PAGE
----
New Times,
New Thinking.

  1. Election 2024
7 September 2015updated 26 Jul 2021 8:16am

David Cameron reveals that an RAF drone killed a British jihadist in Syria

The Prime Minister told Parliament that a drone strike piloted by the RAF was authorised in Syria against a UK-born Isis fighter.

By Anoosh Chakelian

David Cameron has revealed to the House of Commons that a drone piloted by the RAF was authorised to target and kill a UK-born Isis fighter in Syria. 

He told MPs that the decision was an “act of self-defence”, taken by the government following legal advice. He claimed it was deemed a proportionate response considering the “barbaric attacks against the West” being planned by the target, Reyaad Khan. Khan was killed alongside two fellow fighters, one of whom was also a British national, called Ruhul Amin.

Khan’s mother was filmed begging him to come home in June last year:

The attack, described as a “precision air strike”, took place on 21 August while Khan was travelling in a vehicle in the area of Raqqah in Syria. Cameron informed Parliament that there were no civilian casualties.

Select and enter your email address Your weekly guide to the best writing on ideas, politics, books and culture every Saturday. The best way to sign up for The Saturday Read is via The New Statesman's quick and essential guide to the news and politics of the day. The best way to sign up for Morning Call is via
  • Administration / Office
  • Arts and Culture
  • Board Member
  • Business / Corporate Services
  • Client / Customer Services
  • Communications
  • Construction, Works, Engineering
  • Education, Curriculum and Teaching
  • Environment, Conservation and NRM
  • Facility / Grounds Management and Maintenance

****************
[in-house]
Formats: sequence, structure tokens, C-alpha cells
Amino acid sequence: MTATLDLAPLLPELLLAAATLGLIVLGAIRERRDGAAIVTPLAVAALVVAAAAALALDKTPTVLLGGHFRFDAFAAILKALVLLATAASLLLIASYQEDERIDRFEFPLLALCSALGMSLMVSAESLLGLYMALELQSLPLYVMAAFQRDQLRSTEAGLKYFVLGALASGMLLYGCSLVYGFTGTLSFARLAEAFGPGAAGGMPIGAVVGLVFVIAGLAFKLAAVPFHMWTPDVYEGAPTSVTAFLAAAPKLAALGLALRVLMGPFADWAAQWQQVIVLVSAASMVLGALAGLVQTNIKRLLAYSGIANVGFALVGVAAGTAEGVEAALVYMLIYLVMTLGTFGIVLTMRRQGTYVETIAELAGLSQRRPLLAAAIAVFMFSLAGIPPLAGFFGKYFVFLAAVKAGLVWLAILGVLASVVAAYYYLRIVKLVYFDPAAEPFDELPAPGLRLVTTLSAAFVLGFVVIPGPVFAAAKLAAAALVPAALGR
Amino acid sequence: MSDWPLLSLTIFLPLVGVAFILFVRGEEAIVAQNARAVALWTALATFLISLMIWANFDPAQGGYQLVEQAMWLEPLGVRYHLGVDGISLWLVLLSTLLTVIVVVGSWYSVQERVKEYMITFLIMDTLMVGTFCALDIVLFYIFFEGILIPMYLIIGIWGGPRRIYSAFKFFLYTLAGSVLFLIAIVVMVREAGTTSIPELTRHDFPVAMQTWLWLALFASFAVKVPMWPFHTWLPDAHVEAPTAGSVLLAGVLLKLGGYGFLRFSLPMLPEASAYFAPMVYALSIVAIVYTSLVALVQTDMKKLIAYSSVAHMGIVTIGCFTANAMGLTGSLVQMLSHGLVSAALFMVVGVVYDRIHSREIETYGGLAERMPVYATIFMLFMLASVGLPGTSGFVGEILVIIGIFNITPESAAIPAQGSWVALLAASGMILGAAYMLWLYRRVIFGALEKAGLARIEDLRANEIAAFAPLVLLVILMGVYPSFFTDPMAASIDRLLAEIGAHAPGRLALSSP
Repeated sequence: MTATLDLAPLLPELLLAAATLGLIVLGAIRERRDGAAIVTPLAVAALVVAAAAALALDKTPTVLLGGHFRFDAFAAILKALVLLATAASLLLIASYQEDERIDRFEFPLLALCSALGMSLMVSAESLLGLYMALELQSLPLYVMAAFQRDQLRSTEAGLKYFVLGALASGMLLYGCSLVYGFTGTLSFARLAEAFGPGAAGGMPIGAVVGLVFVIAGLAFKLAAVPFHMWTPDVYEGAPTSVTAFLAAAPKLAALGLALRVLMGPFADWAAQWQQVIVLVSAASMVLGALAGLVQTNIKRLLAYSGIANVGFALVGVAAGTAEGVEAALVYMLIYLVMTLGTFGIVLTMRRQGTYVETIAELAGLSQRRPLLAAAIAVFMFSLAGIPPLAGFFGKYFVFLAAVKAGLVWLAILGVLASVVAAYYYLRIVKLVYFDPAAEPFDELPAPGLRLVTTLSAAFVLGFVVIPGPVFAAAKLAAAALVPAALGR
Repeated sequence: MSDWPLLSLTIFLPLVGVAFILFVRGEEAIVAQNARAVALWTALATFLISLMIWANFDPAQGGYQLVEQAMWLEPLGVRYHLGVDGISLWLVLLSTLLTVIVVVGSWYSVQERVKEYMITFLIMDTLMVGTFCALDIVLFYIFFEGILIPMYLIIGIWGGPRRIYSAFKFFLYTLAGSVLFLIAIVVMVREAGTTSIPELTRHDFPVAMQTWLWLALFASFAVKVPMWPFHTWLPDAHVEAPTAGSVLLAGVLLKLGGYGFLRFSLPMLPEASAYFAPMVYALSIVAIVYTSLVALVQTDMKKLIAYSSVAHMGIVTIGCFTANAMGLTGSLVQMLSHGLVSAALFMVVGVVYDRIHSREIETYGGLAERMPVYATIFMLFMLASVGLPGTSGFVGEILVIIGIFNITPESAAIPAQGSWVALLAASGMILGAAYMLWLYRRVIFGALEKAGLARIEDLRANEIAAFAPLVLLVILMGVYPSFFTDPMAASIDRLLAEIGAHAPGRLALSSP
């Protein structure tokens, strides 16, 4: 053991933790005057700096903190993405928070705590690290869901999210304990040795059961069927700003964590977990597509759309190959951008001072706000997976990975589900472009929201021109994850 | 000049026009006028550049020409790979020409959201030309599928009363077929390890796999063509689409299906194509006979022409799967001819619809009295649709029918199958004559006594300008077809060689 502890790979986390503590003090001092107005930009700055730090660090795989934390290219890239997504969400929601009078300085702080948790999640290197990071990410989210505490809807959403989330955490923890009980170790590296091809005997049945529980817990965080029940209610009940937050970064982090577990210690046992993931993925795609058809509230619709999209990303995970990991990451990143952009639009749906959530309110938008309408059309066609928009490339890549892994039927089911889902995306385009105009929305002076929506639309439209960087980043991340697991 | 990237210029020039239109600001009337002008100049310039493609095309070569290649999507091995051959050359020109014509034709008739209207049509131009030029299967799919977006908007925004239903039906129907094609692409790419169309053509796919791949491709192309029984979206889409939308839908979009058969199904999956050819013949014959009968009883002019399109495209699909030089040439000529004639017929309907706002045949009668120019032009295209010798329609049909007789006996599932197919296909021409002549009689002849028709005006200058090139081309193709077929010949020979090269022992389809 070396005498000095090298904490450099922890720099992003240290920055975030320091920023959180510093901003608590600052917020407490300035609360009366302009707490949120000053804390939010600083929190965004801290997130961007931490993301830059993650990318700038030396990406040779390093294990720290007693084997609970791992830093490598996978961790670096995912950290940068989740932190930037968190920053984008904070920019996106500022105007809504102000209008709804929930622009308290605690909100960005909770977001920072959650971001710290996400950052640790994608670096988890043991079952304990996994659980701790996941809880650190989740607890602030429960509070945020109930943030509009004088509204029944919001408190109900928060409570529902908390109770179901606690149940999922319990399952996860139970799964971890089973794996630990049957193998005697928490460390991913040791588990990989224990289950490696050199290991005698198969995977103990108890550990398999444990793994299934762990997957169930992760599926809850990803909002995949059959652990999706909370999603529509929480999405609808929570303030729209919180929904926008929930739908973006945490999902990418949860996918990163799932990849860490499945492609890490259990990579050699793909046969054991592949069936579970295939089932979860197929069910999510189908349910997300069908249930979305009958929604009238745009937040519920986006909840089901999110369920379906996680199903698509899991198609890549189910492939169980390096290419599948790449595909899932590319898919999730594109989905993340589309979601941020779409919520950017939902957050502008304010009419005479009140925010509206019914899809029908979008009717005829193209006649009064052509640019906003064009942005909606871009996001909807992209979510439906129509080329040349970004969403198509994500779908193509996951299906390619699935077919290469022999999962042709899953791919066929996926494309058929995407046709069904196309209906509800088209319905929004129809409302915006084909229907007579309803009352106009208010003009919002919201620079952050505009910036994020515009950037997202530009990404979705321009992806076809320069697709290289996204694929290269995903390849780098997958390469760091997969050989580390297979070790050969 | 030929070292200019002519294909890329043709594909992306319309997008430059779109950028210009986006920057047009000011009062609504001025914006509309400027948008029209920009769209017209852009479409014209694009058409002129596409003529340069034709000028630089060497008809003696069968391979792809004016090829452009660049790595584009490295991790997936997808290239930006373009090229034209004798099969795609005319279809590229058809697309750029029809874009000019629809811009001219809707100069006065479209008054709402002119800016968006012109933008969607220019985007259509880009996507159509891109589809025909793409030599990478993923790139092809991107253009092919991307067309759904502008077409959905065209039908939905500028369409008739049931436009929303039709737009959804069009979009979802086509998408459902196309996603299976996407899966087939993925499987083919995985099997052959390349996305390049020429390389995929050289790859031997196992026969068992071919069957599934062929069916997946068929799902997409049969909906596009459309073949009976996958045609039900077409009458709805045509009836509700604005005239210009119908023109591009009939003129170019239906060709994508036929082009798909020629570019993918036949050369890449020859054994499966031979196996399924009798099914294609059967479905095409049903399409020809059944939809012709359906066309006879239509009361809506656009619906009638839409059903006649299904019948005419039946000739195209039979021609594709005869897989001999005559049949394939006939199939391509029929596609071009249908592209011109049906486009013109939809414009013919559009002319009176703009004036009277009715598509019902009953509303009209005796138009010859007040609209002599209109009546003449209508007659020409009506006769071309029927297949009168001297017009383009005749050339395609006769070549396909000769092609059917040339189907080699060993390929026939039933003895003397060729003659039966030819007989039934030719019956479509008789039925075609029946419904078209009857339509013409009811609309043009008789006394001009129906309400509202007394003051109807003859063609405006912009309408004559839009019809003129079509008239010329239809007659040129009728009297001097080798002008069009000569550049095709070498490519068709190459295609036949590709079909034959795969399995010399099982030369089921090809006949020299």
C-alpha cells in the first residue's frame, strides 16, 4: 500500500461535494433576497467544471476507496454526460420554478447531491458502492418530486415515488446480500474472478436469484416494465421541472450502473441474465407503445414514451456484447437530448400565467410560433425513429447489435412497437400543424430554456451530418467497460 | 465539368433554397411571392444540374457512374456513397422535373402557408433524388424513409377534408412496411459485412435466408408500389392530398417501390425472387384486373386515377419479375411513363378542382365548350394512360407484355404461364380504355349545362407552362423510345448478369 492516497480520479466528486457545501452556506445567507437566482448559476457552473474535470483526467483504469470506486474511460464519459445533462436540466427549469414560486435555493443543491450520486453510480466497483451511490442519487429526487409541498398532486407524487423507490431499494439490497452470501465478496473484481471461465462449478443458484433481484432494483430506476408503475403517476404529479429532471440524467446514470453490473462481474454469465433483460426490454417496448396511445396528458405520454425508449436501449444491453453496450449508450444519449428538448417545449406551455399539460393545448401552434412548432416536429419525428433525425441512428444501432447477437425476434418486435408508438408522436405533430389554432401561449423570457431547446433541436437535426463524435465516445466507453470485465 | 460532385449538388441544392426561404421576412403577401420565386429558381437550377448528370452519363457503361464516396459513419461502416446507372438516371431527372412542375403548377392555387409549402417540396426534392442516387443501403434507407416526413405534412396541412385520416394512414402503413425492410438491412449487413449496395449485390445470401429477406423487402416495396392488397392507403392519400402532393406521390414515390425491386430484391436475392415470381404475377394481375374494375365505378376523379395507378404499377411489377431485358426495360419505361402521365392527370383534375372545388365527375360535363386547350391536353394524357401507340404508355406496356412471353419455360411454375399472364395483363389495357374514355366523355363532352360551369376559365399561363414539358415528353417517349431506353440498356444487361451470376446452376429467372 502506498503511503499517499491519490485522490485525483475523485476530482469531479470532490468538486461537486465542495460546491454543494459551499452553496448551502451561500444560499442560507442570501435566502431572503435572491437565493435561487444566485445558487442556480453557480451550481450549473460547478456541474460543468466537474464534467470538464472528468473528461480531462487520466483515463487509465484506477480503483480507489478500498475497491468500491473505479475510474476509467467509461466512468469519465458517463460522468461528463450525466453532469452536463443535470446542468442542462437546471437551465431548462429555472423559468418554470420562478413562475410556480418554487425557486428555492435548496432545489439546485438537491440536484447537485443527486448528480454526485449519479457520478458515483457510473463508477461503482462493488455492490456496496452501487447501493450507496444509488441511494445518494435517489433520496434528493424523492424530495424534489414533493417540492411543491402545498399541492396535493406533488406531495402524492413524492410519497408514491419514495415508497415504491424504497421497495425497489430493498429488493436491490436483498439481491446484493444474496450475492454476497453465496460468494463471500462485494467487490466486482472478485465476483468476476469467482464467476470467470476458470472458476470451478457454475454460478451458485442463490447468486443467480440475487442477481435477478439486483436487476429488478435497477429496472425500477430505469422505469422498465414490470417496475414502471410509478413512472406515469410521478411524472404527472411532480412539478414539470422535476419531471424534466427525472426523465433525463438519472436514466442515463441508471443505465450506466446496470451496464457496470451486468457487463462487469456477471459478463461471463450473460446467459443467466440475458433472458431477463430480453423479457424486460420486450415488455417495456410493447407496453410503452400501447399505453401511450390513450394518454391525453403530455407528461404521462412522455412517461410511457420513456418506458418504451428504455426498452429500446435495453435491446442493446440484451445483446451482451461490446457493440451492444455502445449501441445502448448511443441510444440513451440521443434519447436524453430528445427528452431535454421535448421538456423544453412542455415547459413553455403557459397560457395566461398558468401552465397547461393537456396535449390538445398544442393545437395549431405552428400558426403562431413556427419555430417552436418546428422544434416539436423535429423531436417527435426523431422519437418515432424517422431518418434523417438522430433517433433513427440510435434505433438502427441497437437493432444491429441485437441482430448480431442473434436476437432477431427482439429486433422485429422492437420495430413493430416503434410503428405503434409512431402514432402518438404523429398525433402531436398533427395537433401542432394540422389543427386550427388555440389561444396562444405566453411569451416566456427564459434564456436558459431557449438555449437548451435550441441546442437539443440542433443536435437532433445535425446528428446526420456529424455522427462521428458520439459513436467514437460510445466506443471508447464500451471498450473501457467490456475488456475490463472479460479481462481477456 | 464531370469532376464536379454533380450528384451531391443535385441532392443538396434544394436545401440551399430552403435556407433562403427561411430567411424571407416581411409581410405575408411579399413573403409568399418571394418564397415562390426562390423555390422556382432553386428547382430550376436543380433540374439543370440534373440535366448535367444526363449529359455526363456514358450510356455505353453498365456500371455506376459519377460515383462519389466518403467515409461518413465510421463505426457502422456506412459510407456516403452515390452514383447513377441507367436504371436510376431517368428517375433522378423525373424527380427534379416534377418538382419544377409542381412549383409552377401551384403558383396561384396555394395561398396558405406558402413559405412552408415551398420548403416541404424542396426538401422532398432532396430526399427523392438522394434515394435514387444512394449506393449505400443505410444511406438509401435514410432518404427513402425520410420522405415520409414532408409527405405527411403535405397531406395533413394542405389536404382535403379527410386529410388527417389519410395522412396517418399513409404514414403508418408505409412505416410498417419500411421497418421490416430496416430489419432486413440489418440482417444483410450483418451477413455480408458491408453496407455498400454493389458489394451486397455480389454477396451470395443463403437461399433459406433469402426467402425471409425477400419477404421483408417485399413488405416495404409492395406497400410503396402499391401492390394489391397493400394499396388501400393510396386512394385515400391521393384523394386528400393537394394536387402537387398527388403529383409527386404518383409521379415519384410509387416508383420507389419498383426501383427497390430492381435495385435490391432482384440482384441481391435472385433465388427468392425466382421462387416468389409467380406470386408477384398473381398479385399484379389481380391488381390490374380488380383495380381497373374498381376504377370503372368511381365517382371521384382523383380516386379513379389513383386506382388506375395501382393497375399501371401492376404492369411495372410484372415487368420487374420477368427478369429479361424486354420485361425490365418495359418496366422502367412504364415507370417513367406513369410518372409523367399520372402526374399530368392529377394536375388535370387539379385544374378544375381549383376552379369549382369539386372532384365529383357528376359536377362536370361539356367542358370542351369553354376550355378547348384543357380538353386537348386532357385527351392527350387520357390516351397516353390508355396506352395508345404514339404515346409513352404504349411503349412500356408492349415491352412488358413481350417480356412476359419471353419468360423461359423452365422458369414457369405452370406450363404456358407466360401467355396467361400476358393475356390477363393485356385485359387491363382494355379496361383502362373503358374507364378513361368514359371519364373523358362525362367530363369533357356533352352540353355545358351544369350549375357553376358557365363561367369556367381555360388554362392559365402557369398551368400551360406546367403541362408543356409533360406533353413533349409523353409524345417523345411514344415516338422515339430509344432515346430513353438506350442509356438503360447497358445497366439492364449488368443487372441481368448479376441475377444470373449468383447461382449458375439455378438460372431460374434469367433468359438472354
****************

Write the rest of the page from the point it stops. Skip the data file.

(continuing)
• Finance Management
  • Health - Medical and Nursing Management
  • HR, Training and Organisational Development
  • Information and Communications Technology
  • Information Services, Statistics, Records, Archives
  • Infrastructure Management - Transport, Utilities
  • Legal Officers and Practitioners
  • Librarians and Library Management
  • Management
  • Marketing
  • OH&S, Risk Management
  • Operations Management
  • Planning, Policy, Strategy
  • Printing, Design, Publishing, Web
  • Projects, Programs and Advisors
  • Property, Assets and Fleet Management
  • Public Relations and Media
  • Purchasing and Procurement
  • Quality Management
  • Science and Technical Research and Development
  • Security and Law Enforcement
  • Service Delivery
  • Sport and Recreation
  • Travel, Accommodation, Tourism
  • Wellbeing, Community / Social Services
Visit our privacy Policy for more information about our services, how Progressive Media Investments may use, process and share your personal data, including information on your rights in respect of your personal data and how you can unsubscribe from future marketing communications.

Here’s some of what he said:

We were exercising the UK’s inherent right to self-defence. There was clear evidence of the individuals in question planning and directing armed attacks against the UK. These were part of a series of actual and foiled attempts to attack the UK and our allies. And in the prevailing circumstances in Syria, the airstrike was the only feasible means of effectively disrupting the attacks planned and directed by this individual.